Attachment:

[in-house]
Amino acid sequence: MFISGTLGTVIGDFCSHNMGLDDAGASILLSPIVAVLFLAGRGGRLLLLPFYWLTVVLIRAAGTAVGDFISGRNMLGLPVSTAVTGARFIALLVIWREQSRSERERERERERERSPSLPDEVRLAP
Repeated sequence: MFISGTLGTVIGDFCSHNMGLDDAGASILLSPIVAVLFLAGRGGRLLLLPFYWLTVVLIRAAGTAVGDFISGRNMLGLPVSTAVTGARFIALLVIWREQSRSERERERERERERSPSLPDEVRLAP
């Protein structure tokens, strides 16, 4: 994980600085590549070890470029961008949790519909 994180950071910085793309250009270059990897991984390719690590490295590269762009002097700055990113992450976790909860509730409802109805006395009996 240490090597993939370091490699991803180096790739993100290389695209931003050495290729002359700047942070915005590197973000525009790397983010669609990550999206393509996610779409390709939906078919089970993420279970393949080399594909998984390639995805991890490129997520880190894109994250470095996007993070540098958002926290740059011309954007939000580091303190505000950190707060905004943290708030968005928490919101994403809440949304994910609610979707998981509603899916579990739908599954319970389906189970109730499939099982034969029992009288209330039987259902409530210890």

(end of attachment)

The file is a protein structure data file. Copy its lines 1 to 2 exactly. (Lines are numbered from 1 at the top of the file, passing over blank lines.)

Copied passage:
[in-house]
Amino acid sequence: MFISGTLGTVIGDFCSHNMGLDDAGASILLSPIVAVLFLAGRGGRLLLLPFYWLTVVLIRAAGTAVGDFISGRNMLGLPVSTAVTGARFIALLVIWREQSRSERERERERERERSPSLPDEVRLAP